There were doubts about NWL’s EPS given the issues with their retail customers, and it was good to quantify how much lower estimates had to go. I think after earning $1.65 this year, earnings can recover to $1.75 next year, and a modest multiple of 15X this number gives me a new target of $26.25. This little macro caused shortfall should not take away from the great job management has done. The 5.1% dividend yield is safe and will add to total returns. NWL is now a buy below $19.50. My new target is $26.25.

After performing very well for an extended period, Old Republic International (ORI) had an unusual sharp drop on September 1. The decline was not on large volume, and the stocks has recovered some of the lost ground since then.  While I will keep looking for a cause, it is not something I am overly worried about. The company remains on pace to earn at least $2.50 a share this year, and this insurer with a solid long-term record is cheap at 9X this estimate. The stock also has a 4.1% dividend yield. Buy ORI under $24. My target is $27.

Omnicom (OMC) has fought back in the past week to regain practically all the ground it lost in the recent market slide. Recent portfolio changes, which rid the company of businesses in decline and add marketing analytics, will improve growth for Omnicom over time. The stock is very cheap at 11X forward earnings estimates, and the stock has a 4.2% dividend yield. OMC is a buy below $70. My target is $80.

Phibro Animal Health (PAHC) has continued to slip lower following its disappointing guidance for fiscal 2023 after reporting fourth-quarter earnings last month. One of the problems impacting the stock is that is has become a microcap, with a capitalization of just over $600 million. That makes the stock more difficult to trade for institutional investors. However, the stock is now very cheap at 12X the midpoint of the company’s EPS guidance of $1.28 to $1.38 for the June 2023 fiscal year. The company’s top line also continues to grow, and it is investing in its future. Given the continued weakness in the price of the stock, I am lowering my buy under price for PAHC to $18. My new target is $23.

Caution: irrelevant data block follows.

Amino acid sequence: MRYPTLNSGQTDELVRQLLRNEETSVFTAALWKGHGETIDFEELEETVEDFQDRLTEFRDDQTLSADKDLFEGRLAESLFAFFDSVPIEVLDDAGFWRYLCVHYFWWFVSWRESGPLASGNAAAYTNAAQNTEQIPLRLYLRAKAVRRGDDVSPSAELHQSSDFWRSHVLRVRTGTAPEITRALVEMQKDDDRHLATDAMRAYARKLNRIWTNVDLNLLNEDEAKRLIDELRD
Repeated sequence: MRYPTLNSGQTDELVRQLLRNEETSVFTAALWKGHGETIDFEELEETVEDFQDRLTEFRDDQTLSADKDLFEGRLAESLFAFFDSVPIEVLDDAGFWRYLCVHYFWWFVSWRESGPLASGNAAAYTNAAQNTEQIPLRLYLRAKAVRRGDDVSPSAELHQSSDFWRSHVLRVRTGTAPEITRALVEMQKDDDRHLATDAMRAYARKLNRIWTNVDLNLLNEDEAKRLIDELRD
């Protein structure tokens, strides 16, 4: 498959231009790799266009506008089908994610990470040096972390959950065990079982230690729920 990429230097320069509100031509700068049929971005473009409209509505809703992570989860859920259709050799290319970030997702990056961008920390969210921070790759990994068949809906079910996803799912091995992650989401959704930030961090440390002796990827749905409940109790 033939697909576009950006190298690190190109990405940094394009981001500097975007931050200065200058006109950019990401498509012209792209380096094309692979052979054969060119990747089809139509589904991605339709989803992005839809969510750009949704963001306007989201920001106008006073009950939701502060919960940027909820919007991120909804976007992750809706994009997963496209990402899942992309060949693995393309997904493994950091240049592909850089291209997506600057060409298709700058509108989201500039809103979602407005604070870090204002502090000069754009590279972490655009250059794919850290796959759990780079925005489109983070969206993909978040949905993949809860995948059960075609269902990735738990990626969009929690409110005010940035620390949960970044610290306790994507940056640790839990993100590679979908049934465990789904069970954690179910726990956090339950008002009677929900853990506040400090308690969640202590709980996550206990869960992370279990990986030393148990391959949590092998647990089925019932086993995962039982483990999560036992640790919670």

Sonoco Products (SON) continues to be a steady performer, with a high degree of visibility on earnings estimates due to price increases and benefits from the Ball Metalpack acquisition. Beyond these benefits, the company’s long-term history of consistent results and high returns on capital should help the stock in the long run. Valuation remains favorable with the company selling at just over 10X this year’s EPS estimates. Buy SON below $65. My target is $75.

Target (TGT) climbed higher last week after the fall in oil prices, which game investors hope that lower gas prices would enable more discretionary spending for Target’s customers. However, even without a sharp dip in gasoline prices, I am confident TGT can earn $12 a share next year, as that does not assume Target’s sales of higher margin furnishings will return to 2021 levels. TGT is a buy below $163.  Depending on market conditions, my $180 target price could be raised soon.

Universal Health Services (UHS) has come roaring back in the rally over the past four trading days. The move higher may reflect the hope that lower inflation and even a slower economy will make it easier for hospitals to staff personnel at rates that will not further impact profitability. EPS estimates for the year were once over $12 but are now at $10.60 largely due to personnel shortages. However, the stock is still cheap at the current estimate, and if third-quarter earnings show no signs of further deterioration, the stock should do very well. Buy UHS under $110. My target is $130.